The Real Secret is a different kind of self help. We debunk the empty promises of so many books and DVDs and bring you a simple, sensible approach to real life fulfillment. We don't believe you can achieve happiness, or anything else, by simply wishing for, thinking about or visualising it. Our book - and this blog - takes only the best of what really works and turns it into a positive, practical 12-step programme that will enable you to take control of your life and raise your happiness levels.

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The Real Secret is simple, sensible, scientifically supported self help
by Lucy McCarraher & Annabel Shaw


What to do when you're made redundant

No one wants to lose their job, but in the past few months a massive number of us have been made redundant, and it’s happening to more of us every day. Every day we hear about more cuts to services - and that means jobs and that means people. It might mean you, or someone in your family; without a doubt it means people you know and care about as friends or colleagues.

Coping with the loss of your career, or without a job, takes its toll not only on your finances, but also on your relationships, your health and your feelings of self-worth. Like divorce or the death of a loved one, redundancy is one of the major life-disrupting events.
Even if we ourselves haven’t been affected, most of us feel worried because it could happen to us – the current economic situation puts millions of us in a state of uncertainty about the future.

If you have lost your job recently, or feel you may well in the near future, here are some strategies that can help you deal with the situation – even turn it to your advantage.

One of the dominant feelings that you may have when you’ve been made redundant is failure: you feel you have failed to do your job well enough; failed to impress your bosses. You feel like a failure, perhaps, in other ways like being able to provide for your family or to maintain your financial or social status.

Consider this, though: most successful people have experienced major difficulties in life, many of them have been through many “failures” of one kind or another. If you manage to cope with repeated failure and go on to achieve success, you have what psychologists call “self-efficacy”. People with high levels of self-efficacy do not give up easily; they believe they have it in themselves to achieve their goals. When you believe in your own power to exercise control over your life, you are healthier, more effective and more successful. People who believe they are capable approach difficult tasks as challenges to be mastered, rather than as threats to be avoided. They are invariably successful – and you will be too.

In The Real Secret, our aim is to help you become increasingly self-efficacious, successful and happy by asking you to undertake a series of Steps to form Habits of happiness, most of which are not hard at all, but require focus and commitment. They are all do-able, even if you find some more difficult than others. Once you have mastered them, you will have increased your levels of self-efficacy. You will have proved to yourself that you are capable and can effect change in your life – such as finding a new job or new ways to earn a living.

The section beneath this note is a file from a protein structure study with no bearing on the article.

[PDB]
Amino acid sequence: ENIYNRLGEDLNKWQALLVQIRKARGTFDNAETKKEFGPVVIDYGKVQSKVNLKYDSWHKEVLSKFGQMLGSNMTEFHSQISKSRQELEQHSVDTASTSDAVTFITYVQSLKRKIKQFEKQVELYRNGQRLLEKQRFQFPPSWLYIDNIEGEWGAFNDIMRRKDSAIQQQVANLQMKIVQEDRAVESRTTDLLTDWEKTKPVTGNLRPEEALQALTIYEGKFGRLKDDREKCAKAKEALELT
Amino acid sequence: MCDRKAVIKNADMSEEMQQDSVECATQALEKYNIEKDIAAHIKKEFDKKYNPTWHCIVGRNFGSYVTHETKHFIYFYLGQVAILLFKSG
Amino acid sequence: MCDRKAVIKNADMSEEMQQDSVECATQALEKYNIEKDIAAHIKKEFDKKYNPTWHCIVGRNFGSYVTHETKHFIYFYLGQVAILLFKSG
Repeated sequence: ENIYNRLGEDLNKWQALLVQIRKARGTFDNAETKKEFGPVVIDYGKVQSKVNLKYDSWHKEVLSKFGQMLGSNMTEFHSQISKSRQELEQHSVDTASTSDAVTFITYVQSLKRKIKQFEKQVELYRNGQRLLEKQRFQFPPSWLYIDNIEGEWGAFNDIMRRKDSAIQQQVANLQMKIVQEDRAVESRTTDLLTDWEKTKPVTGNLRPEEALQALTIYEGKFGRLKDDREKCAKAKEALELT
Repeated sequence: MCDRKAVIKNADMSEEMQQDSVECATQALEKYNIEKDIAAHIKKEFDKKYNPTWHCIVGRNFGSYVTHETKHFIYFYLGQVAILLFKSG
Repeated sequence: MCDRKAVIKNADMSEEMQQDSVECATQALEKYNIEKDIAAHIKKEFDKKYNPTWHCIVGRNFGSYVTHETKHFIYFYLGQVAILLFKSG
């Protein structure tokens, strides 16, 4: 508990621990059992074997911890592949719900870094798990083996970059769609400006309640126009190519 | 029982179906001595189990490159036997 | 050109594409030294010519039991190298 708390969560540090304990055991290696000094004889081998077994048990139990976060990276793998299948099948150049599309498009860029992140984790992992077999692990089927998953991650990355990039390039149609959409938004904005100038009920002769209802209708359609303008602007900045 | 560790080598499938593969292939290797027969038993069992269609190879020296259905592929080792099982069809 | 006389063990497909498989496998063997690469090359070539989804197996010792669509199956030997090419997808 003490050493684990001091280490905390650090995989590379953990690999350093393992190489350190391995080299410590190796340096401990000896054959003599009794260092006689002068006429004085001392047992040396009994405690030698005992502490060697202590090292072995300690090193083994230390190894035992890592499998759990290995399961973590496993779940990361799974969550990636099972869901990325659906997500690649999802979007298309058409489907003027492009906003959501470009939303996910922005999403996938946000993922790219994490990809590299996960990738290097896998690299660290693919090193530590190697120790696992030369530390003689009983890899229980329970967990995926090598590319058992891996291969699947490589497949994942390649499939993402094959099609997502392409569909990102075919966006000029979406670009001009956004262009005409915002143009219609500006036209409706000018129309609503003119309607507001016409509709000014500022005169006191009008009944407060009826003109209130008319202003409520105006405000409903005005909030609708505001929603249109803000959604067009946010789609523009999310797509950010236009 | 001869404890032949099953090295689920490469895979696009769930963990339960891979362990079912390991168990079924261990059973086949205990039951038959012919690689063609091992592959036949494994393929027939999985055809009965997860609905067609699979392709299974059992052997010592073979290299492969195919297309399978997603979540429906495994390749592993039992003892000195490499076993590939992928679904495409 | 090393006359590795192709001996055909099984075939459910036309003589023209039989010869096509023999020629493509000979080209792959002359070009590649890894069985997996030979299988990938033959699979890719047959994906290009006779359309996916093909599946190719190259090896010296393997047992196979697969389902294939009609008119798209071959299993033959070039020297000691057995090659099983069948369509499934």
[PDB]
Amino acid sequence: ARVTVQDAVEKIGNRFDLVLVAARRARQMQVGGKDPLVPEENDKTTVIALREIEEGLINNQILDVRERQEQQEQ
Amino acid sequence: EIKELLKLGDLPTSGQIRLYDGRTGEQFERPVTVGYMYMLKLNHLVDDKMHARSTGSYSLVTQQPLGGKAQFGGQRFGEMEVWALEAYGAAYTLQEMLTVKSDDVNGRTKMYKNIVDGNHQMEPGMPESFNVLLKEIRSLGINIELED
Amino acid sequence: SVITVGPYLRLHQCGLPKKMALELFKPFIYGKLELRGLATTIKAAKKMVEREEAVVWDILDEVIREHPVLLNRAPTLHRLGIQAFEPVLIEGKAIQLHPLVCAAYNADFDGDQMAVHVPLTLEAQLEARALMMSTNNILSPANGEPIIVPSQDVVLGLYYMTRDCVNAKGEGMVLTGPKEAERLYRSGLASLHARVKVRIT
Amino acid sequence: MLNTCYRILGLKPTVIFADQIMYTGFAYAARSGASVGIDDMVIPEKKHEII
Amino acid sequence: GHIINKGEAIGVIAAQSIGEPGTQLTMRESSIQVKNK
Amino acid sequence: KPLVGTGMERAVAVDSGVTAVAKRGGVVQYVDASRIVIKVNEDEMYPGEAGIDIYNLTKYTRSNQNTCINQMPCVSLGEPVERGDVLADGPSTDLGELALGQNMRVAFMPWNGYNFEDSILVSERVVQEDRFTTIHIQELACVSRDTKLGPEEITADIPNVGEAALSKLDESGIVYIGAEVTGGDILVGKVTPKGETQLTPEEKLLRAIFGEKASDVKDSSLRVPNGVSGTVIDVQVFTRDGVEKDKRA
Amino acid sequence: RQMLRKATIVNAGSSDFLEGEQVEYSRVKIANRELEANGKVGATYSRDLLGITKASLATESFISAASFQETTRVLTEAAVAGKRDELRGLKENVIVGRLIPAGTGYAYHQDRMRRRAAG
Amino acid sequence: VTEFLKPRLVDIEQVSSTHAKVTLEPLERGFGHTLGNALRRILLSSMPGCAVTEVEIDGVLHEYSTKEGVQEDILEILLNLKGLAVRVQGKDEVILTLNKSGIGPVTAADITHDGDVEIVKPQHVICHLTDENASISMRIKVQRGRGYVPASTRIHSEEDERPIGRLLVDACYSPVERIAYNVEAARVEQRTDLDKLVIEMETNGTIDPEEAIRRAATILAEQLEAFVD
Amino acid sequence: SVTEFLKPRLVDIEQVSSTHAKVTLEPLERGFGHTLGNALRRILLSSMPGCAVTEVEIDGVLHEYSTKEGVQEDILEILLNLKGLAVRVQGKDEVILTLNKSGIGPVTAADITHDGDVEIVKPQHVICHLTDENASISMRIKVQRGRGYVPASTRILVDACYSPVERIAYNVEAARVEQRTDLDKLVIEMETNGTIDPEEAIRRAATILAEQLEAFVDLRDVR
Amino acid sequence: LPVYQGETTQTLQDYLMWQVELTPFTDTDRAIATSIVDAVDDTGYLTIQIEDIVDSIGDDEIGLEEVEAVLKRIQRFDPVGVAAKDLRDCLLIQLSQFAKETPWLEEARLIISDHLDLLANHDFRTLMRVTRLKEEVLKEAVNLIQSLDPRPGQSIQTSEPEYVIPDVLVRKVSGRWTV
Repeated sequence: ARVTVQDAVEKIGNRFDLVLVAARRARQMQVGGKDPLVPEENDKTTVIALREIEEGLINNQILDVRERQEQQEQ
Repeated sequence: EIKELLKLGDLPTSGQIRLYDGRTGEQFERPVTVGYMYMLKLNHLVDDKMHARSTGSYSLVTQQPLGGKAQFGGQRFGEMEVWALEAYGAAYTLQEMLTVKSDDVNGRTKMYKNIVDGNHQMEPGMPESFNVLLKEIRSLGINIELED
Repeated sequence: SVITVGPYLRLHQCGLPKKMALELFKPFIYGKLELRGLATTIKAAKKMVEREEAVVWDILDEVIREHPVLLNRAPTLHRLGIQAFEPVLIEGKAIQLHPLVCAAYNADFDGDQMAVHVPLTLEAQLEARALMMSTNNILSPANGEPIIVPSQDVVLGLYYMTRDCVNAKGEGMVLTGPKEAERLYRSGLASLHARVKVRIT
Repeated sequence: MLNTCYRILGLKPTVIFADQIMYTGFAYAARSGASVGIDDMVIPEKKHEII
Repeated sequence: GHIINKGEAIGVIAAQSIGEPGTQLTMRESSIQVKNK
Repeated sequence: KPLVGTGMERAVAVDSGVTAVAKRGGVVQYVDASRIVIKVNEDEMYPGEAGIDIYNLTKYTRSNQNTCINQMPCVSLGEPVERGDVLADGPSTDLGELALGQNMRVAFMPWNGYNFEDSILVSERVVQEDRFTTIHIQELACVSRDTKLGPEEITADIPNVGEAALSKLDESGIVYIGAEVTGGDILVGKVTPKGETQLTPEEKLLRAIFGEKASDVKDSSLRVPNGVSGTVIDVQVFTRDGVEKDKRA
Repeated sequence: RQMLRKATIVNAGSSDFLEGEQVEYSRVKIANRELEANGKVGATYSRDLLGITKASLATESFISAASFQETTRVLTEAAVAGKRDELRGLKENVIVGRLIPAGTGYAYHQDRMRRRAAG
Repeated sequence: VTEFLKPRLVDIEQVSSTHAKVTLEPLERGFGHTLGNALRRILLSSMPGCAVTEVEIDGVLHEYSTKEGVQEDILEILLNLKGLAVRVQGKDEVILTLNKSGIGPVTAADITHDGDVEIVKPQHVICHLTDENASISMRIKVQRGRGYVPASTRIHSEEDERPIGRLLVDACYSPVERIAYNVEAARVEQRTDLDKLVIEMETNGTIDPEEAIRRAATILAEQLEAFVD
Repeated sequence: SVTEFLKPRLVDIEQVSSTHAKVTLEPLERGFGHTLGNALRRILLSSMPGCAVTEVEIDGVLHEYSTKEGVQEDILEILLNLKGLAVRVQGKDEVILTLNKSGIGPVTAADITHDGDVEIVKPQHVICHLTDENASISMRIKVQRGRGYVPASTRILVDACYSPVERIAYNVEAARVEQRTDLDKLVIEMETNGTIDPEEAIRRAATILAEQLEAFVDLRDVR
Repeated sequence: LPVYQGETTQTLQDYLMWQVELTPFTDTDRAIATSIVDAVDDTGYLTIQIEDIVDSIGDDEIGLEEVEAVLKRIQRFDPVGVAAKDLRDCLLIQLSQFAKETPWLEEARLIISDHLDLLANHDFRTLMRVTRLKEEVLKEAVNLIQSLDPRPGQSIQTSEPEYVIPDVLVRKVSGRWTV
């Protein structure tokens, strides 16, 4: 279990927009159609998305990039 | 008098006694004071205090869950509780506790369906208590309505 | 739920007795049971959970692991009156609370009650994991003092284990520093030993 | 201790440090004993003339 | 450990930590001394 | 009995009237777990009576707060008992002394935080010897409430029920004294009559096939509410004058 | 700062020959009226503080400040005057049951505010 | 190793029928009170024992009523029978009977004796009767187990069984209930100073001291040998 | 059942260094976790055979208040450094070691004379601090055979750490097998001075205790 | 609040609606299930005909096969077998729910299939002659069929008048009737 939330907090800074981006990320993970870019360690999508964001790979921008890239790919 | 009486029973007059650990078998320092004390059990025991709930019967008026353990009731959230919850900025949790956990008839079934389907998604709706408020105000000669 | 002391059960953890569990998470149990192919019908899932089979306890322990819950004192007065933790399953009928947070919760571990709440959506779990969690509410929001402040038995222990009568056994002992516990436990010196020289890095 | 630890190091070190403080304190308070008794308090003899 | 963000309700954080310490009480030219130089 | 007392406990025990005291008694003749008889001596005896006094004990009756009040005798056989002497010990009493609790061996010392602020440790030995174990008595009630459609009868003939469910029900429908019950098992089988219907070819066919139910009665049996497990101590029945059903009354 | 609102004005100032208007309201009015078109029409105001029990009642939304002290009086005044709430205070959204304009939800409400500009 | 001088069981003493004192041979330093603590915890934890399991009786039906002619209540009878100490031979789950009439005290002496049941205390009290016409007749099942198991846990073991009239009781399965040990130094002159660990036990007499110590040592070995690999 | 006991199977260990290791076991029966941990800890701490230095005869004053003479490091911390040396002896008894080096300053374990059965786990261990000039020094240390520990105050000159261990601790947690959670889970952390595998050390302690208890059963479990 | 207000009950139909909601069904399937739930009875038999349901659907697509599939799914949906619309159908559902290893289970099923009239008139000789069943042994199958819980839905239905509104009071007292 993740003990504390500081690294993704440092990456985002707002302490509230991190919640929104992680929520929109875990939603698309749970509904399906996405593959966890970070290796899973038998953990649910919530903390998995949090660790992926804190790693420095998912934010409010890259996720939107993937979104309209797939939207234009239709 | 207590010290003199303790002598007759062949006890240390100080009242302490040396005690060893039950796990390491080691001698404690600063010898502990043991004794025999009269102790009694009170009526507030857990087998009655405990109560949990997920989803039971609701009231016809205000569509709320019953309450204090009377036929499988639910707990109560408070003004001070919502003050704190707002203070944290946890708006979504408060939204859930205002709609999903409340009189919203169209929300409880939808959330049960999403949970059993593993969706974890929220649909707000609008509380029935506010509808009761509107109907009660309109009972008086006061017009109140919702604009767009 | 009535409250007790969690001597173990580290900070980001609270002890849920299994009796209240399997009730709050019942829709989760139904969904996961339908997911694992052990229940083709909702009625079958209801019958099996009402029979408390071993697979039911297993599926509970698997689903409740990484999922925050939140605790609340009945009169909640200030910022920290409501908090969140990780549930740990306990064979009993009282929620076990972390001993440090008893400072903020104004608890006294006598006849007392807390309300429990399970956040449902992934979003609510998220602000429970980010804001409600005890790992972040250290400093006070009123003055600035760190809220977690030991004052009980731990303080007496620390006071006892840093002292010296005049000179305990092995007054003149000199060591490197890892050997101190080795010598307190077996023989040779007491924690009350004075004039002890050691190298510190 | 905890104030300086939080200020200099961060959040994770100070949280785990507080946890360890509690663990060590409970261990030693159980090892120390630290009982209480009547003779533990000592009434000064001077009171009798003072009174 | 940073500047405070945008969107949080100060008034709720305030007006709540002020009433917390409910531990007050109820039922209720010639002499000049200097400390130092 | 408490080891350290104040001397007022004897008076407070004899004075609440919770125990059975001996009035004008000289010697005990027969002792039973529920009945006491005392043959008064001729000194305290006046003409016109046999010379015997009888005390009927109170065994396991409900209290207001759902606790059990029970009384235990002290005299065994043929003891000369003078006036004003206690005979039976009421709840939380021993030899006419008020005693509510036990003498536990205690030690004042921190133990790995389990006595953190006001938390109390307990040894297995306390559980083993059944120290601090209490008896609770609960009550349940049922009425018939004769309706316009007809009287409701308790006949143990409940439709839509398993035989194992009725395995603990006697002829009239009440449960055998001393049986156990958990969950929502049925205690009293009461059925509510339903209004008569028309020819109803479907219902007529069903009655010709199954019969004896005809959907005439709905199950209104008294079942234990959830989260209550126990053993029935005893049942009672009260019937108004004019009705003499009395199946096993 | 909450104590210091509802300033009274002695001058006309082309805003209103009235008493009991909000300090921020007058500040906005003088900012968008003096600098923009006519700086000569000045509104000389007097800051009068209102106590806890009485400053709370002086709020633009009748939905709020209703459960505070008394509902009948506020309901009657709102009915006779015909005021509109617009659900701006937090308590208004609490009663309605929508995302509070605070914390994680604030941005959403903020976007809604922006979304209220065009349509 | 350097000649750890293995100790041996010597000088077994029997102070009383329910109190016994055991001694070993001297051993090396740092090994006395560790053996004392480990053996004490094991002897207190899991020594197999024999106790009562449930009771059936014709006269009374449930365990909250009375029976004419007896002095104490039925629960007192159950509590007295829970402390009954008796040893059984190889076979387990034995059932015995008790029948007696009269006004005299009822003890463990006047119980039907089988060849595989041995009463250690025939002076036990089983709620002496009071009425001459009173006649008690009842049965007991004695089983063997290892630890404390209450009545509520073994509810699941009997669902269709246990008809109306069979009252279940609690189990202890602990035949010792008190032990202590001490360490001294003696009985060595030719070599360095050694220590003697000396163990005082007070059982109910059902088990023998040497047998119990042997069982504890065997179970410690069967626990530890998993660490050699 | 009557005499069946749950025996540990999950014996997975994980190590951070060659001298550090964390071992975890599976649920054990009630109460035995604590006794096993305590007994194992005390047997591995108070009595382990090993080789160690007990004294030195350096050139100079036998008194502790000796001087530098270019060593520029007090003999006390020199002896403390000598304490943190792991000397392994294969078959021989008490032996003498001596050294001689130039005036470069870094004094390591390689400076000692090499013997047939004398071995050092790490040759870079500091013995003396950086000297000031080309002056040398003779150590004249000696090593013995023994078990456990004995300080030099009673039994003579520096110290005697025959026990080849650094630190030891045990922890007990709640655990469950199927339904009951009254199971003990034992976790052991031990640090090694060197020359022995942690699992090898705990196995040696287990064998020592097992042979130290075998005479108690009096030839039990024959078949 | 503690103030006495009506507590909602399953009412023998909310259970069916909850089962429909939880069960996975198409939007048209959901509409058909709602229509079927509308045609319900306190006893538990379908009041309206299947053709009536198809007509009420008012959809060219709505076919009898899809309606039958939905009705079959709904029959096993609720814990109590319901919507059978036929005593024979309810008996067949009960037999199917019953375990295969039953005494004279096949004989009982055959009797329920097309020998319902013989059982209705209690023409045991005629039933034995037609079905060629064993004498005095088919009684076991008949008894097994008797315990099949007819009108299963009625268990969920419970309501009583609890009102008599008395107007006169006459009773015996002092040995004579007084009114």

Here are some ways to help deal with redundancy and unemployment:

Choose to be Positive.
Long term research has shown that happy people have better relationships, more successful careers, earn more money, maintain closer links with friends and family and savour life more. So the best way to re-join the ranks of the successful and satisfied is to get happy. Sustainable satisfaction and success is not simply about earning and spending money; it’s about reaching for the real sources of human happiness and ensuring that we keep in touch with those things that bring us true joy and fulfilment.

Whilst you can’t change your own situation, or the economic climate, or government cuts, what you can do is take control of your outlook, make choices and develop habits which promote happiness in all the important aspects of your life, of which work is but one, albeit an important and necessary one.

Learning to find pleasure in the smallest details of a life that might not that seem that great, coupled with enthusiasm and excitement for how much better it can become, offers you the quick win of feeling happier right now, as well as establishing the essential framework for your long term well-being.

In Step One of The Real Secret you will find some very simple exercises which will help you maintain a realistic and positive outlook.

The first is to remember to smile. Yes, really! Smiling isn’t just a response to something good; the act of smiling activates pleasure centres in our brain, reduces stress chemicals and makes us more attractive to others as a partner, friend, colleague or client. So get into the habit of smiling more, not just when you’re happy, but especially when you’re down. You may have been made redundant but don’t allow that to ruin the whole of your life. You are more than the job you once did.

Appreciate yourself

Being made redundant can often exacerbate feelings of negative self worth and may even reconnect you with old, damaging feelings about yourself. It could be that throughout your lifetime, other people – and you yourself – have fed you negative messages about yourself, sometimes in words, other times by implication; sometimes on purpose, other times by accident. The most destructive of these are the ones that have been reinforced by repetition of someone else’s opinion, by circumstances that seem to validate this view of you – such as redundancy, through negative comparisons to other people who are in work, or your own continual acceptance of these limiting beliefs.

These negative views of yourself affect your ability to be happy, to enjoy life and be at ease with yourself, even when you’re not consciously aware of holding them. They transmit themselves to other people via your body language, your turn of phrase, your attitude and your whole approach to life; they hold you back from enjoying good experiences, strong relationships and positive developments.

Positive people with high self esteem find it much easier to find work, so try this exercise to keep your self-worth high.

Write down two negative things you think about yourself and two things you think you can’t do. Cross them out and write the positive opposite of these statements – such as “I am a great xxxx (your job), “I can get a better job”. Read or repeat these affirmations as often as possible to raise your confidence and self esteem and replace bad attitudes with good ones. After a month of daily repetition, write some new ones and repeat for a month.